Consider how hard it is to come off them. Pharma Industry watchdog, Philip Dawdy works his ass off chronicling the endless side effects while on and tapering off anti-depressants (as well as anti-psychotic meds) on his blog, Furious Seasons. He populates his blog with three to four, if not five posts a day with facts and stories on patient experiences, his own experiences, and the daily goings on in the psychotropic drug world.
Not to mention the brave guy has to suffer endless abuse from readers that he is either anti-psychiatry, or oddly pro-pharma - neither of which are true. I think what Mr. Dawdy is doing is incredibly vital, and an important reminder that we're still far from a truly functional paradigm that relates the brain, consciousness, and mood.
An excerpt from one of his posts today:
It's just astounding, seems like an added bonus for drug makers that the withdrawal from these pills are so painful. I try not to be extreme on this blog, but the way these drugs are sold, marketed, and prescribed is just irresponsible and evil. The irony is that these anti-depressants are billed as "medicine" by your doctors who so often seem to oversell their benefits. Makes me so angry.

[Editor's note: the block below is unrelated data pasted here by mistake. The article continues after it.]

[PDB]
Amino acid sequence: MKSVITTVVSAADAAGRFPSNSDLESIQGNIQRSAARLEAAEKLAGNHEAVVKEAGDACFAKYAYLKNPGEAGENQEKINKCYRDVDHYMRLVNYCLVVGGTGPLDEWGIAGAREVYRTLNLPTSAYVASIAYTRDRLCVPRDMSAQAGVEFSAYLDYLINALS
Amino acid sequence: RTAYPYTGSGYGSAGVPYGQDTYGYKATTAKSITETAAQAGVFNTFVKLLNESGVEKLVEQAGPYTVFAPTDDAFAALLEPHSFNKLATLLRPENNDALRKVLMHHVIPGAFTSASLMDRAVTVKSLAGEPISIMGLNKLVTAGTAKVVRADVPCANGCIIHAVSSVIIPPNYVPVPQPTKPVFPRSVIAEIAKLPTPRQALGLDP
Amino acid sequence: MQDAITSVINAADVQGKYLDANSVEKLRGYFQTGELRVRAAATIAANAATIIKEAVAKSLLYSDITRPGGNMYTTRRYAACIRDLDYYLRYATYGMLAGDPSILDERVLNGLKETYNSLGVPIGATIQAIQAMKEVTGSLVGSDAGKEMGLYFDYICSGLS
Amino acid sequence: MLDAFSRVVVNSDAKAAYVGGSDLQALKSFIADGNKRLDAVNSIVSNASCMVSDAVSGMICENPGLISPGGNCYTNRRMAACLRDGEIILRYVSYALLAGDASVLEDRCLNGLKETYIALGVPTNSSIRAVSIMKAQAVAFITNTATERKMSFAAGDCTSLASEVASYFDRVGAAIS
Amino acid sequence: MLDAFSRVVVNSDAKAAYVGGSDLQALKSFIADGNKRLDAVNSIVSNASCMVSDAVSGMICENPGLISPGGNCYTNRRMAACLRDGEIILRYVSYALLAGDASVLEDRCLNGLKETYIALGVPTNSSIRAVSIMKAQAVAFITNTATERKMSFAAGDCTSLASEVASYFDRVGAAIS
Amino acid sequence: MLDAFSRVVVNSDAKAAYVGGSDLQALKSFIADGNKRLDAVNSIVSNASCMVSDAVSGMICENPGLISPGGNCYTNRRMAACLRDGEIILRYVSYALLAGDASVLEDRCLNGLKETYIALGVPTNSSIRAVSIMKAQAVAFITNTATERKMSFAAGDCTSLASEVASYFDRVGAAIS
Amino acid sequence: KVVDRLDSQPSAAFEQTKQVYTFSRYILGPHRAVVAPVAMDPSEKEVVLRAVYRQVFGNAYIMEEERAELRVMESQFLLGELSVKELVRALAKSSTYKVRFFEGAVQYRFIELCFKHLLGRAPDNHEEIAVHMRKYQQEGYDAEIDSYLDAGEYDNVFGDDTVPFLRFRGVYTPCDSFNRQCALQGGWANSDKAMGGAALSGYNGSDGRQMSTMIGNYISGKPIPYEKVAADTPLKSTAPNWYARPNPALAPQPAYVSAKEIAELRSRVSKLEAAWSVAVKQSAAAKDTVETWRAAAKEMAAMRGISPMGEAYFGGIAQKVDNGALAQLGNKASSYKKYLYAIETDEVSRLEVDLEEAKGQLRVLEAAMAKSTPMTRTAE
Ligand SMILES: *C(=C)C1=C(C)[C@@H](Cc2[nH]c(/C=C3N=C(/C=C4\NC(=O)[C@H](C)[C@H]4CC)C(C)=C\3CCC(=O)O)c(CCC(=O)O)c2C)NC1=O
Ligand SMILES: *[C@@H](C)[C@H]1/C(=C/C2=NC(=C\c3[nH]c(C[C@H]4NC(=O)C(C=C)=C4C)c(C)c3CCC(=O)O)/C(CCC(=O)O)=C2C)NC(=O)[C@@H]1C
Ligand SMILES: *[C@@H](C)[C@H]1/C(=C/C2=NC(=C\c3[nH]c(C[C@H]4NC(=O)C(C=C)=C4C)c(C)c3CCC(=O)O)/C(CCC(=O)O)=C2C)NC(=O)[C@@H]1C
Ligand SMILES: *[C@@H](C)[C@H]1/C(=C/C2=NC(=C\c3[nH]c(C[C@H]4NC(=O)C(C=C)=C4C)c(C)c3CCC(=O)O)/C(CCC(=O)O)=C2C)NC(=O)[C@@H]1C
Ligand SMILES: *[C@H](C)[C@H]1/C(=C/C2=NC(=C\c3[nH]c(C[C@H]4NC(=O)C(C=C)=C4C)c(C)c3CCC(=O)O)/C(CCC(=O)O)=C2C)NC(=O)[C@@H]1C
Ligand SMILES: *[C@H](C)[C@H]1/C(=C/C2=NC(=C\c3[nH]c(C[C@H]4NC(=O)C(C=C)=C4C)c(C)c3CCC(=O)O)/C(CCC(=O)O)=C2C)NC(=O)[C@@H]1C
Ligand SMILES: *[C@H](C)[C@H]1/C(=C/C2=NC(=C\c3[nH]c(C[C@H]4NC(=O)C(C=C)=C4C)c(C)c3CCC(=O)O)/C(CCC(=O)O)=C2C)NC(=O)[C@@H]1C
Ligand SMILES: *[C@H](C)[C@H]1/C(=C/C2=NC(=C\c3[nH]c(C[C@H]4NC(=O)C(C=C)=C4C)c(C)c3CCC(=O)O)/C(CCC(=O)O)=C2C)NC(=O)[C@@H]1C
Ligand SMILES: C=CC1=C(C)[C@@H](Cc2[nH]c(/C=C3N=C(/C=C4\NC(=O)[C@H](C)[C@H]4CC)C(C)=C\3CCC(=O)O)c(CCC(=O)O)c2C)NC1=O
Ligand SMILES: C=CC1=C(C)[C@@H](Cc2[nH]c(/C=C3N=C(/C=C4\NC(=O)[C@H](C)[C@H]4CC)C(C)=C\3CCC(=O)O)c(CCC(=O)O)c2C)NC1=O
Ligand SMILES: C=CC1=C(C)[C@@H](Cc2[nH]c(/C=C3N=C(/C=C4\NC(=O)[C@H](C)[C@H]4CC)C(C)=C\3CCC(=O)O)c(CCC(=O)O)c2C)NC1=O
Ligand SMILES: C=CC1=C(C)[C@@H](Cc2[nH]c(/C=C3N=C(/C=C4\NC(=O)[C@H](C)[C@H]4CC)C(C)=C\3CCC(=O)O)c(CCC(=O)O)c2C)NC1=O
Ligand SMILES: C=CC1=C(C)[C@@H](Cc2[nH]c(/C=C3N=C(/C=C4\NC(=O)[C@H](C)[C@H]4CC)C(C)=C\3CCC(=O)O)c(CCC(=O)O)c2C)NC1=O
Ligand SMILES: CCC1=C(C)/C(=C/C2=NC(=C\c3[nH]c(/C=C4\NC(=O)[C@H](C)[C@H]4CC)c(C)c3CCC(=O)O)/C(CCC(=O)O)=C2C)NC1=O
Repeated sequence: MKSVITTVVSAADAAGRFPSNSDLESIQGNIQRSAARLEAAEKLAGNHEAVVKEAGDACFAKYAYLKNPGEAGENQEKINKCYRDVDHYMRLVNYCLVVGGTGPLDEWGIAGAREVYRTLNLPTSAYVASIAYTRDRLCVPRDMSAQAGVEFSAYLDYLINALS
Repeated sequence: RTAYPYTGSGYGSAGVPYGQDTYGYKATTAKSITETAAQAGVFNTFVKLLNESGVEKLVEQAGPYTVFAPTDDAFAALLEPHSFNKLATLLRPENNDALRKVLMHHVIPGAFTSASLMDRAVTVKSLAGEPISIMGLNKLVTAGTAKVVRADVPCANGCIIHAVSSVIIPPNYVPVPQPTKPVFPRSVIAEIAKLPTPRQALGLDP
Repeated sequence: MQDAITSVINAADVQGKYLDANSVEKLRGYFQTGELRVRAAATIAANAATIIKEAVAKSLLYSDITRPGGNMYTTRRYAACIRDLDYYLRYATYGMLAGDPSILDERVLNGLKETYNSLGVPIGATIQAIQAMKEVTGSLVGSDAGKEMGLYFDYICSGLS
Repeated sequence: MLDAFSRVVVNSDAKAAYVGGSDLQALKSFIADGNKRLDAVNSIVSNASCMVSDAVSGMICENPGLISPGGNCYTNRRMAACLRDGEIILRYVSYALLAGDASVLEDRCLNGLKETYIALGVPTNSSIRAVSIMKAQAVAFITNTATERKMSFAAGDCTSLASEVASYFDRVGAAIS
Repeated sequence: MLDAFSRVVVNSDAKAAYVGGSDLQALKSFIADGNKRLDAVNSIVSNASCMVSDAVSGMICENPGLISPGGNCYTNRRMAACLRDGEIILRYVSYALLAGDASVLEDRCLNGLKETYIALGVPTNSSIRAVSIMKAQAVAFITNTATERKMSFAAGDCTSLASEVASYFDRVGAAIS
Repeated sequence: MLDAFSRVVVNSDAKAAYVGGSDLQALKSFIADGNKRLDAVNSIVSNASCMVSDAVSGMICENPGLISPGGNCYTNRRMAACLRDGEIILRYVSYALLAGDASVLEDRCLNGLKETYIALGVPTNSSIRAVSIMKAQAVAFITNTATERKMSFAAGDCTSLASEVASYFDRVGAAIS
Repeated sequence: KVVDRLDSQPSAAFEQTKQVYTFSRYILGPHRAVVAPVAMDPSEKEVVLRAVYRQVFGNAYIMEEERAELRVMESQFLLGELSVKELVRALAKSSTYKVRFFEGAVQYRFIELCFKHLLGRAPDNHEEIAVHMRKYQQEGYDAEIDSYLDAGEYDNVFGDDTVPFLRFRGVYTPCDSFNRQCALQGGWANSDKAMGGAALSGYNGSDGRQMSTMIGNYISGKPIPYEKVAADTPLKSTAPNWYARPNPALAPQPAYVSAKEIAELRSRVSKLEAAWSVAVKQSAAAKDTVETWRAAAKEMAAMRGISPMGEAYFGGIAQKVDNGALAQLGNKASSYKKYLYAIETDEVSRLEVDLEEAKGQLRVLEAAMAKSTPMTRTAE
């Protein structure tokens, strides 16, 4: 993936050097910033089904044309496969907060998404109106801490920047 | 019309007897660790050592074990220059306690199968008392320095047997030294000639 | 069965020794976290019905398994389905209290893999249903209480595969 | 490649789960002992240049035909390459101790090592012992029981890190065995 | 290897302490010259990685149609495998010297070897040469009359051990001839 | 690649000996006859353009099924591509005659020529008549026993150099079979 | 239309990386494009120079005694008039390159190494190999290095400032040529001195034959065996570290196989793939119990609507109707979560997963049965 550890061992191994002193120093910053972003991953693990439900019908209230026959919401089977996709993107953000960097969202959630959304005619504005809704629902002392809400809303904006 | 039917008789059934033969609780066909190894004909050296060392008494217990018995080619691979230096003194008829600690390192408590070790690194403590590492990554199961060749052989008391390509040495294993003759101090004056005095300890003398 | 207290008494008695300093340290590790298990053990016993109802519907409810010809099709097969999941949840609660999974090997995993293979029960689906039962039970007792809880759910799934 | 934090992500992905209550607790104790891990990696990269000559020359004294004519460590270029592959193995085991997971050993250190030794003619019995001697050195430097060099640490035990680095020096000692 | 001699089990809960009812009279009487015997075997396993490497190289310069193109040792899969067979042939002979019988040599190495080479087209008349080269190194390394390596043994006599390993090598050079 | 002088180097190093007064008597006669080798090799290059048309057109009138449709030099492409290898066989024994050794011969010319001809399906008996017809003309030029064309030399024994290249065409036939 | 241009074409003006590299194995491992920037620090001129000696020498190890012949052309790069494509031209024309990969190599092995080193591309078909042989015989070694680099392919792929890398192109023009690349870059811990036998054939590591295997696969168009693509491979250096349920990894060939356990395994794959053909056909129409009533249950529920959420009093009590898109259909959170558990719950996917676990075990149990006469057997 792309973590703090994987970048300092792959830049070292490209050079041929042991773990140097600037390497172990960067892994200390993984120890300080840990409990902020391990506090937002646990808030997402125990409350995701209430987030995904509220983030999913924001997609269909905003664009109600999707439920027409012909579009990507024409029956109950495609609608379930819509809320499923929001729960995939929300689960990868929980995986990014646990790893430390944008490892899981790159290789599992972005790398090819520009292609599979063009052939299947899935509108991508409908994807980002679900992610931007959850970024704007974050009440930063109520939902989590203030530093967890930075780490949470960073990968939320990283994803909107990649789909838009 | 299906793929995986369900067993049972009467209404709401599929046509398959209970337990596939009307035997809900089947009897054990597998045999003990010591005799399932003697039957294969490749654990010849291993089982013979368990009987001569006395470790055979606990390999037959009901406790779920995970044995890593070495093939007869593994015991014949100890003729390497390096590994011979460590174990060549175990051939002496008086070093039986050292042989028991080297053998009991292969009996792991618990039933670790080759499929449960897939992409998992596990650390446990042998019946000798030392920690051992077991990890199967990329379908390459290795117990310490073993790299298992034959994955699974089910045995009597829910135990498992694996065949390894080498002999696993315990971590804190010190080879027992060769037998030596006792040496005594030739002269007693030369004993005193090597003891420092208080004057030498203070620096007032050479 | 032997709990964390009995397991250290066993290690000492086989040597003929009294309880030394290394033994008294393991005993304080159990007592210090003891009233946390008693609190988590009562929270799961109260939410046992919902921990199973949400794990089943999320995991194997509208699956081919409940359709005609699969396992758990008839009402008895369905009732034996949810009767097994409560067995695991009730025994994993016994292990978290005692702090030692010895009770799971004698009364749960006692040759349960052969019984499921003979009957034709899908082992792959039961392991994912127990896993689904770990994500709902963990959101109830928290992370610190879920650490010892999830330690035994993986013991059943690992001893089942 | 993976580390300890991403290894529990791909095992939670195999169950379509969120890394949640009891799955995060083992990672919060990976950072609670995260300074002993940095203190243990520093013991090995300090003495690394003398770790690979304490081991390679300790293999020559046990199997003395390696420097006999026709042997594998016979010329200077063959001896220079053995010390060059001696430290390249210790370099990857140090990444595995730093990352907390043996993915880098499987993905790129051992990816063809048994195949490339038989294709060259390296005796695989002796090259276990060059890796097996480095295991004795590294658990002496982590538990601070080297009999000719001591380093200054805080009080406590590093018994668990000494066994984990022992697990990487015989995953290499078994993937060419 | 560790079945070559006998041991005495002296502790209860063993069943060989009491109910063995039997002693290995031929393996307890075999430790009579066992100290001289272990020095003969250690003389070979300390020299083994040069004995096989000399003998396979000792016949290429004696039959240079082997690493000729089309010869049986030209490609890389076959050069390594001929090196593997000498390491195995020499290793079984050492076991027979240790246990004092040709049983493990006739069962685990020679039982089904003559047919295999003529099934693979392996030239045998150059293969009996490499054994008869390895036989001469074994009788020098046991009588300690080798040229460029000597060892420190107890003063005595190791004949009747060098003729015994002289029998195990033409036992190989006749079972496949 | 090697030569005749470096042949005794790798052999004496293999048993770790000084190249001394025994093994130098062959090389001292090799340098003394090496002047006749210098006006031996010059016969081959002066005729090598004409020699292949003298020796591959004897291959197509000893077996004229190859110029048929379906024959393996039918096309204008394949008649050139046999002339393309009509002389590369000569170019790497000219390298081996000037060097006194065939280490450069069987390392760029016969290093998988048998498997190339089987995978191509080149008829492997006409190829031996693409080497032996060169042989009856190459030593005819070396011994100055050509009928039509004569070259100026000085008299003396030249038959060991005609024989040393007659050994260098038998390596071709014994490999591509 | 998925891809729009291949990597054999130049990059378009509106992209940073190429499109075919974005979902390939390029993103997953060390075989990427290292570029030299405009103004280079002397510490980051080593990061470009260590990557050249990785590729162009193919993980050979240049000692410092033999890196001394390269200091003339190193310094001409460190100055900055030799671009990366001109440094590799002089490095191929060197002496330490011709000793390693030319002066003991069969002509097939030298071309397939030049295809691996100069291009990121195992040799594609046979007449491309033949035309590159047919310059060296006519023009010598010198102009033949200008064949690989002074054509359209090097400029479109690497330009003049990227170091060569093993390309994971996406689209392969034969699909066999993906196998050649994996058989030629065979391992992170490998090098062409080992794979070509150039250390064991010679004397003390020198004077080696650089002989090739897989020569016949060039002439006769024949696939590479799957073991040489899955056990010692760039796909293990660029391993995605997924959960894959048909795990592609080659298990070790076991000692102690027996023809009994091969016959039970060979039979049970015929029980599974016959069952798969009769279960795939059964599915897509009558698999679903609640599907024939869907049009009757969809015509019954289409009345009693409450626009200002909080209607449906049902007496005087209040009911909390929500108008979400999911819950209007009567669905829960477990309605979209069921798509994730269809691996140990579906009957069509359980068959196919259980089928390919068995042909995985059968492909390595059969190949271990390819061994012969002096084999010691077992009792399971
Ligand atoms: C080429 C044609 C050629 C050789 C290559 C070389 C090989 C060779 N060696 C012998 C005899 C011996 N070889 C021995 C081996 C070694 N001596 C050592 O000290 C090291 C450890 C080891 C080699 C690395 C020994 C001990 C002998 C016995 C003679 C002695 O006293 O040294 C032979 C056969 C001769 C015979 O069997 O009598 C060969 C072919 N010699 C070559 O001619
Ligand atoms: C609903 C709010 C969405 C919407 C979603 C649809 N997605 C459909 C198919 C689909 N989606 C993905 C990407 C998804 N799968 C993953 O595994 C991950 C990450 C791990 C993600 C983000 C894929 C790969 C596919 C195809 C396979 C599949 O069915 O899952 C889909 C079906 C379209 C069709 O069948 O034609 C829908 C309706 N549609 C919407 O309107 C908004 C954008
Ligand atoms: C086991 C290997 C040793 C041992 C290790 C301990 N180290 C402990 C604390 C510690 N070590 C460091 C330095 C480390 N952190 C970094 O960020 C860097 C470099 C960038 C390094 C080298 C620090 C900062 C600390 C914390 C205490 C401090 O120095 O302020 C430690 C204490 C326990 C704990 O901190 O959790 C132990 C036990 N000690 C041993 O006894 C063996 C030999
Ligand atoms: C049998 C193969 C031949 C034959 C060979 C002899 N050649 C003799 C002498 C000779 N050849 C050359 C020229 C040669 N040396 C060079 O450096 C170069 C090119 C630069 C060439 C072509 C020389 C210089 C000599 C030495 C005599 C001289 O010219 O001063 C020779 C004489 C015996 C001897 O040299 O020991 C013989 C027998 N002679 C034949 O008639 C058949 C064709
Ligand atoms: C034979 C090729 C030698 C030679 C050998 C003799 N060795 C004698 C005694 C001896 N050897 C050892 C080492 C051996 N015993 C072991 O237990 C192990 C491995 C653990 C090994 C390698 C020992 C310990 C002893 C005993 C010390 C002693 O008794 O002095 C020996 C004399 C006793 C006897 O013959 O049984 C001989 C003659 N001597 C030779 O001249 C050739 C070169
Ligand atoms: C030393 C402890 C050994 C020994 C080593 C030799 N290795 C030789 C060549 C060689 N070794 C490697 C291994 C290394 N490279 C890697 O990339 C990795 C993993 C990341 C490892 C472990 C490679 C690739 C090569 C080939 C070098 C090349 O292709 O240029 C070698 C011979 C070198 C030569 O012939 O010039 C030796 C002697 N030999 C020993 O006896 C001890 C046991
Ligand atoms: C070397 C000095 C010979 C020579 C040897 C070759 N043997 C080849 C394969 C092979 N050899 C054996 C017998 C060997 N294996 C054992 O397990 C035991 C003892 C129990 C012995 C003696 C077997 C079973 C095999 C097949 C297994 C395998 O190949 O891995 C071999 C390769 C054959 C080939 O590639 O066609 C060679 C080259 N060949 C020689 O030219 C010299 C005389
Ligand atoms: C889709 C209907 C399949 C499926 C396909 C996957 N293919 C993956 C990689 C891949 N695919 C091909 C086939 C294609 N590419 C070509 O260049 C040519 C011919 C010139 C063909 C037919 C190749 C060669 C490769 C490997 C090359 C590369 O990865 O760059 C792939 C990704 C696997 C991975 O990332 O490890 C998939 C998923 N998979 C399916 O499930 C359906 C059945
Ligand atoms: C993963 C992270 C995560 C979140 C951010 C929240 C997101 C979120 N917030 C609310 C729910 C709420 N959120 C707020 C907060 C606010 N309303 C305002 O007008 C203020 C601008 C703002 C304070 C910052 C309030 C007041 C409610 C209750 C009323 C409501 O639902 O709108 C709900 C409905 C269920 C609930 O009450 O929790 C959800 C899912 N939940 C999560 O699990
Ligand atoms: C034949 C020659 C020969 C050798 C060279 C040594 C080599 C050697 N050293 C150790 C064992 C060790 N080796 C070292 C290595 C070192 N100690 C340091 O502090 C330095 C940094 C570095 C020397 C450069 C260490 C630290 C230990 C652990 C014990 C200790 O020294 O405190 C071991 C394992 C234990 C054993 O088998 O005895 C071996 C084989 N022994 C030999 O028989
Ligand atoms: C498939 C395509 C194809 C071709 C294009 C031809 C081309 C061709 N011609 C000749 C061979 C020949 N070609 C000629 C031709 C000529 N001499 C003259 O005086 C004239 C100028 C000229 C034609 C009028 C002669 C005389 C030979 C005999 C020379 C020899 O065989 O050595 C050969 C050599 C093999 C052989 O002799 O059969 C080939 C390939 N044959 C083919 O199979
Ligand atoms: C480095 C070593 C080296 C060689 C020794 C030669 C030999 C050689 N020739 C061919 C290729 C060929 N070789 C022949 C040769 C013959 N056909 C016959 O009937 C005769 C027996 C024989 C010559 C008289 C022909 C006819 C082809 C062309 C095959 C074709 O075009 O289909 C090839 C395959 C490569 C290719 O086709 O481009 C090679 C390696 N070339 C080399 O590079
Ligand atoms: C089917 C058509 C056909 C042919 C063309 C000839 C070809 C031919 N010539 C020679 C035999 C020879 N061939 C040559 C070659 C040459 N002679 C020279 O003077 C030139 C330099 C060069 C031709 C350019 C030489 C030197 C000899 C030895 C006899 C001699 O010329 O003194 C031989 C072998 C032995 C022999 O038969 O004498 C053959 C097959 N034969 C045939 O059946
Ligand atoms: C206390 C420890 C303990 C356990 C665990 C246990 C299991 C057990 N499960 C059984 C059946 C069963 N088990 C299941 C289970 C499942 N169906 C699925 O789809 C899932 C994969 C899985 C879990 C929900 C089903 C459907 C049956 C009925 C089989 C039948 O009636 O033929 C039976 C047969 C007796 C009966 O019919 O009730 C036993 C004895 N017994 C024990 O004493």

I was out on a walk yesterday afternoon and ran into a friend in the neighborhood, one who I don't run into so much these days. She's in her late-20s and told me she was feeling crappy. Why? I asked.
"Oh, I finished tapering off my anti-depressant and I feel all slowed down."
The anti-depressant in question was citalopram (Celexa in branded form) and she'd tapered down from 10 mgs. over four weeks, a bit too fast in my experience. But she wanted off the drug, which she'd been on for two years, because she felt it wasn't doing much for her, so she went for it. We talked and as it came out she'd experienced some of the buzzing in the back of the neck that many people experience coming off an SSRI. No brain flashes though.
I assured her the sluggishness she was feeling was fairly common following SSRI withdrawal and that hopefully it would clear up in a week or two. But it could take longer. She was worried about having to go back on citalopram. I told her about some I know in Seattle who's been hooked" (his term for it, not mine) on Prozac for 20 years, despite several lengthy attempts to taper off the drug.
I sensed she hadn't looked into any outside resources for managing her withdrawal--Peter Breggin would've argued for a much longer taper--and I told her that what she was experiencing was almost entirely unresearched by researchers.
Anyway, thanks to your continued hard work and sacrifice, Philip. Keep fighting the good fight.